While the current public dialogue is explicitly concerned with issues of race, the linkage of transracial adoption with welfare reform, tax credits to adoptive parents, and the termination of (birth) parental rights reveals a more implicit agenda focusing on women. In fact, the 1996 law was explicitly designed to combat “illegitimacy” among wel­fare recipients. In a political context dominated by proponents of tra­ditional “family values” as the solution to the supposed “breakdown of the family,” celebrations of adoption as a panacea to the “epidemic of illegitimacy” among “underclass” women and the misfortune of infertility among primarily middle-class heterosexual couples must be viewed critically. This political dialogue sounds disturbingly similar to early-twentieth-century eugenic prescriptions for strengthening the White race by limiting the reproductive capacities of “undesirables”— namely, Black women, immigrant women, “imbeciles,” and “im­moral” women. In the shifting political alliances and commitments of the 1990s and beyond, adoption has become a curious battleground on which the social meanings of race and identity, gender and family, work and poverty, culture and nation are being constructed, contested, and enforced.

—  Sandra Patton, Birthmarks: Transracial Adoption in Contemporary America (2000).
How "Sexy Advertising" Works
  • Straight Men: I want to do her (and ergo want the thing she's got by association).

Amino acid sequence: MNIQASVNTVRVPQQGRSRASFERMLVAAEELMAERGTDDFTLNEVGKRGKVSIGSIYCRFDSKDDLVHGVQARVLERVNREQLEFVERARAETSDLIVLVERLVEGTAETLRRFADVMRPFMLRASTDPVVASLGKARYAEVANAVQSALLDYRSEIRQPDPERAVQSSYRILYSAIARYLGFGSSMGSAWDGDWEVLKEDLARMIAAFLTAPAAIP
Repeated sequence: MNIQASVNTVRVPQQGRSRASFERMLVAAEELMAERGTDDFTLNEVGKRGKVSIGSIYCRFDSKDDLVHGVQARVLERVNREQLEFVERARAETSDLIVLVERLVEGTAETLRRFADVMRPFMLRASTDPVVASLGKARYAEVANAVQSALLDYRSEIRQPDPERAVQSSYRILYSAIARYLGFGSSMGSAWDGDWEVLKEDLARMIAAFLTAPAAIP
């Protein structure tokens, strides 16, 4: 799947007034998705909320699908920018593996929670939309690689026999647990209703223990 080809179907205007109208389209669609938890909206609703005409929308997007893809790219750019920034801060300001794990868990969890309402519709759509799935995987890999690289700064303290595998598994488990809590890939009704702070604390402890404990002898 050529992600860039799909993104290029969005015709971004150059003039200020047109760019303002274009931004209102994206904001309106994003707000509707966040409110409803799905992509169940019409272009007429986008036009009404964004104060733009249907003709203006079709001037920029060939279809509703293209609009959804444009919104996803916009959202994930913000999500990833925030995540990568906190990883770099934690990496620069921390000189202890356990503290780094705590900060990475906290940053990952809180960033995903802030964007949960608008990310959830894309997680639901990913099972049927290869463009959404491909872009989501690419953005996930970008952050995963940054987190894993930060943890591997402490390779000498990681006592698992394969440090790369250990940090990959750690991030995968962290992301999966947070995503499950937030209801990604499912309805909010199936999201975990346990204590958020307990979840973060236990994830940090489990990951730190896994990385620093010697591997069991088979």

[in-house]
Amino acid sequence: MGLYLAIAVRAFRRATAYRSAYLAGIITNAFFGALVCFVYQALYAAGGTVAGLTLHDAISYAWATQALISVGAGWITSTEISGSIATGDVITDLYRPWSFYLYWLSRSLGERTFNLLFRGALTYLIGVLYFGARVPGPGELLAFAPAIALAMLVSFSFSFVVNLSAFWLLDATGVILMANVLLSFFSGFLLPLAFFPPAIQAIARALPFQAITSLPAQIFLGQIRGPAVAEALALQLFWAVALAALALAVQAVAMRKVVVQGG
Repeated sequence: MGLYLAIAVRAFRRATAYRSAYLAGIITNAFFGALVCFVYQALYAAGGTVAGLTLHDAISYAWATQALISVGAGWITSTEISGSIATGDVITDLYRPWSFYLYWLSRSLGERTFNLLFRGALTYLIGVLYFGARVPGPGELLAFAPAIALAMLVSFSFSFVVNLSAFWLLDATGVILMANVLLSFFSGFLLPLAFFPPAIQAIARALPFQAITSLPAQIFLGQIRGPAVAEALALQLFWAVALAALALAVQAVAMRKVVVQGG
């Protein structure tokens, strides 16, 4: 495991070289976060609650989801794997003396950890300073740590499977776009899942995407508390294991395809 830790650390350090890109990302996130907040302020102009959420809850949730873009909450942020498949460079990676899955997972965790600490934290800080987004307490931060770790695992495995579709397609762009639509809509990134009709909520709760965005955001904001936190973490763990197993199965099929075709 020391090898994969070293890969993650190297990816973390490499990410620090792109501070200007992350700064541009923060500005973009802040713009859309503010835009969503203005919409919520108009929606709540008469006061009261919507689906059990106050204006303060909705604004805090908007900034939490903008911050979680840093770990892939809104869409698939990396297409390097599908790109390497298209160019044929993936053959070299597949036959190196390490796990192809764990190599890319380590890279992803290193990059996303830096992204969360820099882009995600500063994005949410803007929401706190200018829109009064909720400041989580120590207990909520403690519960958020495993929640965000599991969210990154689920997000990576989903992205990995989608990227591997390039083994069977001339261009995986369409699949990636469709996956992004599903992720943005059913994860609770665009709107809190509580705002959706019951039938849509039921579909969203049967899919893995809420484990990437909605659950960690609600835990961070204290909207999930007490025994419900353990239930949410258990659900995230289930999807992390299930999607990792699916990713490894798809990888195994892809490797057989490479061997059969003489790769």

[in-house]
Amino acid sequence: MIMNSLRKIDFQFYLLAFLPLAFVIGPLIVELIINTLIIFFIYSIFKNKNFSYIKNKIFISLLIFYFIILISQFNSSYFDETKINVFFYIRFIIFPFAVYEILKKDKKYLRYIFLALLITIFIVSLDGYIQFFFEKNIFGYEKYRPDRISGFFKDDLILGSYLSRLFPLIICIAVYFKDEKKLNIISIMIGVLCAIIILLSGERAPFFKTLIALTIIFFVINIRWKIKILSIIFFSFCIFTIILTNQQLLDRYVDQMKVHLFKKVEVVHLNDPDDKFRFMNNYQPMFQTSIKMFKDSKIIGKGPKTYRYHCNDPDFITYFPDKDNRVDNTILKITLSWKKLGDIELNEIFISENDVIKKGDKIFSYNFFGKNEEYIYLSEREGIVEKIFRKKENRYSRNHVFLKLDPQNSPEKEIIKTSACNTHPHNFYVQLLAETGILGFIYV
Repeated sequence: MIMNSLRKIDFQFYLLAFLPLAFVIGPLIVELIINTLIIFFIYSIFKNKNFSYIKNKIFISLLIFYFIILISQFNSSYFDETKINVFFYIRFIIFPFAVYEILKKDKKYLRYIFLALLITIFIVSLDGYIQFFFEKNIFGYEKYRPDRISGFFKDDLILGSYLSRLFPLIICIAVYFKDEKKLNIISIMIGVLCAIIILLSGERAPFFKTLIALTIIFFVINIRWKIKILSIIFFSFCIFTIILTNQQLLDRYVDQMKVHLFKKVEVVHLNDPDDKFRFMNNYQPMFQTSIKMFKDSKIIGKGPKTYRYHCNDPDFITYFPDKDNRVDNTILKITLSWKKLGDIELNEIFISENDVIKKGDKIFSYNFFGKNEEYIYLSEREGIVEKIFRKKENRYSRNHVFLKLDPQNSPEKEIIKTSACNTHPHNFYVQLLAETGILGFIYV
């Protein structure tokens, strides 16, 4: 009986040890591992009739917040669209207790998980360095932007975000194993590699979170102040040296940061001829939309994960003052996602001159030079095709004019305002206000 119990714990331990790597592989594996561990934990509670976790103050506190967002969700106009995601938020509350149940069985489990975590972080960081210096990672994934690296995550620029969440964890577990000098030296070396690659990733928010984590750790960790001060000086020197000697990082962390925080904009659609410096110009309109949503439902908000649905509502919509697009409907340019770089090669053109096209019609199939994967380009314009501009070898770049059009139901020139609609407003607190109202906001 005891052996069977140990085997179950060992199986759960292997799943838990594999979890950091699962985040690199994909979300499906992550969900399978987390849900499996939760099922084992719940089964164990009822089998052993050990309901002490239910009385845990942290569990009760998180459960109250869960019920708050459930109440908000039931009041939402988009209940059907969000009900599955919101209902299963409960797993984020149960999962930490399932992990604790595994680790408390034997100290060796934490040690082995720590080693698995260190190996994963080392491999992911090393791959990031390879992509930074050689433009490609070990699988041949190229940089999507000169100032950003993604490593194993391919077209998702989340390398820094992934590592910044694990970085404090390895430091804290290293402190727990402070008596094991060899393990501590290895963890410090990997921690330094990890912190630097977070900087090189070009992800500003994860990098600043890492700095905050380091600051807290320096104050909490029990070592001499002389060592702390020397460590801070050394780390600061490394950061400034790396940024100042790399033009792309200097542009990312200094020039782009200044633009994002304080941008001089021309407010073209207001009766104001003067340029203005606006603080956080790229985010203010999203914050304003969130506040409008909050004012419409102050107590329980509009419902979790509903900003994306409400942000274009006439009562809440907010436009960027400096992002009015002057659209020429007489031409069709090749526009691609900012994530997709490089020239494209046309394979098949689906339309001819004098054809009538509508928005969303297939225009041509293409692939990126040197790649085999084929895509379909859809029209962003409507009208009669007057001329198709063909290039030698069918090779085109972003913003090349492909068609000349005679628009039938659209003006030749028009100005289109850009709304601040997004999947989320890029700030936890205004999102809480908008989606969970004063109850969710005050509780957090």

• Straight Women: I want to be her (and ergo want the thing she's got by association).
  • Lesbians: I want to both be her and do her (and ergo want the thing she's got by association).
  • Asexuals: That hamburger looks really tasty, but shouldn't someone get that poor girl a coat before she freezes to death?
forbes.com
First Female Viking Warrior Proved Through DNA
The first conclusive proof of a Viking warrior woman has been found in the DNA of a skeleton from Sweden.
By Kristina Killgrove

In the past, numerous preconceptions have prevented the full study of possible female warriors. The researchers note that “similar associations of women buried with weapons have been dismissed, arguing that the armaments could have been heirlooms, carriers of symbolic meaning, or grave goods reflecting the status and role of the family rather than the individual. Male individuals in burials with similar material record are not questioned in the same way.” Another argument was that this particular grave may have held a second individual at some point in time, and all of the weapons belonged to him. And finally, some have argued that weapons buried with a female do not make her a warrior, while not examining the assumption that weapons buried with a male do signal his warrior status.